Friday, September 5, 2008

Trevor's Review of the 2008 Longlist

I just finished reading all but one and a half of the thirteen books on the 2008 longlist (didn't finish The Northern Clemency and didn't start Girl in a Blue Dress.

It wasn't a good year in my opinion. Here is my ranking of the books. If you click on them, you can get my full review with comments from other readers.

1. Netherland, by Joseph O'Neill
2. The Clothes on Their Backs, by Linda Grant
3. A Fraction of the Whole, by Steve Toltz
4. Sea of Poppies, by Amitav Ghosh
5. From A to X, by John Berger
6. The Secret Scripture, by Sebastian Barry
7. The Lost Dog, by Michelle de Kretser
8. The White Tiger, by Aravind Adiga
9. A Case of Exploding Mangoes, by Mohammed Hanif
10. The Enchantress of Florence, by Salman Rushdie
11. The Northern Clemency, by Philip Hensher
12. Child 44, by Tom Rob Smith

While I liked aspects of almost all of the books, only the top three were enjoyable to read throughout. And I'm not sure they were particularly strong or not. Still, it's a great prize, and I look forward to seeing which one of the luck books takes it away this year!


  1. I'm completely impressed Trevor! First, that you've read all the books already. And second, that you created this handy post for all of us Booker addicts.


  2. Thanks for your work reviewing the novels on the 2008 Booker longlist. Since I enjoy reading the books on each year's short list, your comments are quite helpful to me.

    As of this writing, I've finished "The White Tiger" and "A Fraction of the Whole," both of which I enjoyed, and I've just started "Sea of Poppies" (and my local library's just e-mailed me that "The Secret Scripture" is ready for me to pick up. That's what happens when you reserve more than one book -- contrary to what you hope will happen, they all become available at the same time.)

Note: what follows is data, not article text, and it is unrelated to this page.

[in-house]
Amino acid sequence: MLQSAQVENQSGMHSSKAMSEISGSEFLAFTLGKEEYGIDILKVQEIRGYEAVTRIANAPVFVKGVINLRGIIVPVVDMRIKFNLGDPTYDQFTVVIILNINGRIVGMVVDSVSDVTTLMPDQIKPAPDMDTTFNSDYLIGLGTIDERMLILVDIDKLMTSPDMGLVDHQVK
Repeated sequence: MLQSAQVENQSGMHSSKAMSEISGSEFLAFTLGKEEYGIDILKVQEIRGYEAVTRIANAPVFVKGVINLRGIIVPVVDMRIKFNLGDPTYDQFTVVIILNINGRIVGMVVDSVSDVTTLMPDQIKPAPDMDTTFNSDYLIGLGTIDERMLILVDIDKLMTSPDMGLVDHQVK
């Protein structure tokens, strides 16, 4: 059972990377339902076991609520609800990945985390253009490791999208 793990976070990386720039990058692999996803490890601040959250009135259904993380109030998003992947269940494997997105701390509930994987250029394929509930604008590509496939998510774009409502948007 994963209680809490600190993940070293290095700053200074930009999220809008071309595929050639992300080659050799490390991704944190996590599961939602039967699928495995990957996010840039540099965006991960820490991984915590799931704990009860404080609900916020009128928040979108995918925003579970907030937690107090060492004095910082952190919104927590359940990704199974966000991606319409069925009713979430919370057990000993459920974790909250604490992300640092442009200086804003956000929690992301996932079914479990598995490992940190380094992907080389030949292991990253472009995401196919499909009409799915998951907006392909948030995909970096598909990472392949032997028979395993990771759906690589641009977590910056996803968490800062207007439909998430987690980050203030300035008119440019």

To me, "Tiger" presents quite a contrasting view to the picture we in the West currently get of the "new" India -- how much technological change and social justice have altered the country. Adiga's anti-hero protagonist presents quite a different view.

    "Fraction" was quite a ride -- it's as if "Candide" had been told not only from the viewpoint of the main character but from his father as well.

    You may recall a line of text somewhat near the end of the book, when Anouk, by now the widow of the media magnate's son (his father seems to be a dead ringer for the real-life Rupert Murdoch), trying to convince Jasper to help her run her late husband's conglomerate, says to him, "I think it would be fun to run a media empire" (or words to that effect.)

    Reading that line caused me to smile, because of a similar line said by a character in Orson Welles's wonderful film "Citizen Kane." Kane, now a young man about to inherit a huge fortune, instead of selecting a more lucrative occupation, chooses to run a defunct New York City daily newspaper and writes to his guardian, "I think it would be fun to run a newspaper."